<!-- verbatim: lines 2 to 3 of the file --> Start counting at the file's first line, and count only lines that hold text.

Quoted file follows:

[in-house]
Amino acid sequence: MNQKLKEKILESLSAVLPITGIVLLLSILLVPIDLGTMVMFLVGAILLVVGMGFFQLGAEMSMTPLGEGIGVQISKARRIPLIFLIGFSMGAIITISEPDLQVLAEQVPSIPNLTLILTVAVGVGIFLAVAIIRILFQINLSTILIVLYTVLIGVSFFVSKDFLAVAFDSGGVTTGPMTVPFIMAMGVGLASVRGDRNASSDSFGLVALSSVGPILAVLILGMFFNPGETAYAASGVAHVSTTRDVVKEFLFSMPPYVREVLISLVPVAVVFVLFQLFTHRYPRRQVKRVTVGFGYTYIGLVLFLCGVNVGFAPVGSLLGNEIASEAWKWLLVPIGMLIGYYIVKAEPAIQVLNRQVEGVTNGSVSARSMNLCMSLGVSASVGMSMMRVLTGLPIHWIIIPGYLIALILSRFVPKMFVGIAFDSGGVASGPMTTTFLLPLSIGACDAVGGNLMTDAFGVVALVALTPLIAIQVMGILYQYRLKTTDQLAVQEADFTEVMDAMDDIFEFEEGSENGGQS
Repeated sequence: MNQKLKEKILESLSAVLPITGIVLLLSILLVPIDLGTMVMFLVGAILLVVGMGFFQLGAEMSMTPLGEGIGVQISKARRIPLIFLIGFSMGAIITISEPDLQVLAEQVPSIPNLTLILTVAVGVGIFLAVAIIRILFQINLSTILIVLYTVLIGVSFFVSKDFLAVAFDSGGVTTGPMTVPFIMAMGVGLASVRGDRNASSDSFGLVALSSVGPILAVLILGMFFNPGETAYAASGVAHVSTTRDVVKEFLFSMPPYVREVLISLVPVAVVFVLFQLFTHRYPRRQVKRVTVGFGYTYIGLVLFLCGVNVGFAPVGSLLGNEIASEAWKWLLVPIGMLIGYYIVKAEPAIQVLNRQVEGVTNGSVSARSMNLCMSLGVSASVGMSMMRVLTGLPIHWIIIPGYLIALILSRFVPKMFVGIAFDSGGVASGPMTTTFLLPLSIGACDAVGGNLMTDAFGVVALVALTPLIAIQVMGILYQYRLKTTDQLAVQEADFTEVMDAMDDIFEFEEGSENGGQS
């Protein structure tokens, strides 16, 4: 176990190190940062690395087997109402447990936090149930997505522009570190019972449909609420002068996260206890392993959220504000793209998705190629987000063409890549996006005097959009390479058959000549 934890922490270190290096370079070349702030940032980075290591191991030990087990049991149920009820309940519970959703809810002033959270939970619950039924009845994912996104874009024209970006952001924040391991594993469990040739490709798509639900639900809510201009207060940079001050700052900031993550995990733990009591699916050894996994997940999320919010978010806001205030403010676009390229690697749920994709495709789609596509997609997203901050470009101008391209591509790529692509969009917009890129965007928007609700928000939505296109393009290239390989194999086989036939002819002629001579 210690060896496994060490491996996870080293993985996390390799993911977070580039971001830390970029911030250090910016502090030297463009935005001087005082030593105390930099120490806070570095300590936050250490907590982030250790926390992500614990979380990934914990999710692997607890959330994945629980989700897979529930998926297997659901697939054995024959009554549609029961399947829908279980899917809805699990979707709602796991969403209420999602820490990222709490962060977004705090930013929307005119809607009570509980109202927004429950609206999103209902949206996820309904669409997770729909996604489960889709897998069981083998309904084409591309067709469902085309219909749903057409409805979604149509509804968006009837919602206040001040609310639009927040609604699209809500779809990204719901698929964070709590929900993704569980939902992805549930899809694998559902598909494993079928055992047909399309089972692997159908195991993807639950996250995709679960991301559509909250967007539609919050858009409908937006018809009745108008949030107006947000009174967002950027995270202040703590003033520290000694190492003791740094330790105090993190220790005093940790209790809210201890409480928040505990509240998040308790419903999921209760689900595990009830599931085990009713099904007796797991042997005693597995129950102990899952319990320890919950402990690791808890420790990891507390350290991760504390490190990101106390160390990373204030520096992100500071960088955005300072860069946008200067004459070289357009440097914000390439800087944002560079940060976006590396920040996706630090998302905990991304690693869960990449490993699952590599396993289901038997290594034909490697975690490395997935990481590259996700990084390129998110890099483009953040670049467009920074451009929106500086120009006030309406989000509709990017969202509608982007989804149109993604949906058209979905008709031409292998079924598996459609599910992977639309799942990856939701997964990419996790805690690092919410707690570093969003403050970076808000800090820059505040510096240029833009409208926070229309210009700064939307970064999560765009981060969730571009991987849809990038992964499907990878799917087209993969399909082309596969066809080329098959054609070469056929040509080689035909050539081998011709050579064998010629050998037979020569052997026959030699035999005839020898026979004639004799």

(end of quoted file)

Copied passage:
Amino acid sequence: MNQKLKEKILESLSAVLPITGIVLLLSILLVPIDLGTMVMFLVGAILLVVGMGFFQLGAEMSMTPLGEGIGVQISKARRIPLIFLIGFSMGAIITISEPDLQVLAEQVPSIPNLTLILTVAVGVGIFLAVAIIRILFQINLSTILIVLYTVLIGVSFFVSKDFLAVAFDSGGVTTGPMTVPFIMAMGVGLASVRGDRNASSDSFGLVALSSVGPILAVLILGMFFNPGETAYAASGVAHVSTTRDVVKEFLFSMPPYVREVLISLVPVAVVFVLFQLFTHRYPRRQVKRVTVGFGYTYIGLVLFLCGVNVGFAPVGSLLGNEIASEAWKWLLVPIGMLIGYYIVKAEPAIQVLNRQVEGVTNGSVSARSMNLCMSLGVSASVGMSMMRVLTGLPIHWIIIPGYLIALILSRFVPKMFVGIAFDSGGVASGPMTTTFLLPLSIGACDAVGGNLMTDAFGVVALVALTPLIAIQVMGILYQYRLKTTDQLAVQEADFTEVMDAMDDIFEFEEGSENGGQS
Repeated sequence: MNQKLKEKILESLSAVLPITGIVLLLSILLVPIDLGTMVMFLVGAILLVVGMGFFQLGAEMSMTPLGEGIGVQISKARRIPLIFLIGFSMGAIITISEPDLQVLAEQVPSIPNLTLILTVAVGVGIFLAVAIIRILFQINLSTILIVLYTVLIGVSFFVSKDFLAVAFDSGGVTTGPMTVPFIMAMGVGLASVRGDRNASSDSFGLVALSSVGPILAVLILGMFFNPGETAYAASGVAHVSTTRDVVKEFLFSMPPYVREVLISLVPVAVVFVLFQLFTHRYPRRQVKRVTVGFGYTYIGLVLFLCGVNVGFAPVGSLLGNEIASEAWKWLLVPIGMLIGYYIVKAEPAIQVLNRQVEGVTNGSVSARSMNLCMSLGVSASVGMSMMRVLTGLPIHWIIIPGYLIALILSRFVPKMFVGIAFDSGGVASGPMTTTFLLPLSIGACDAVGGNLMTDAFGVVALVALTPLIAIQVMGILYQYRLKTTDQLAVQEADFTEVMDAMDDIFEFEEGSENGGQS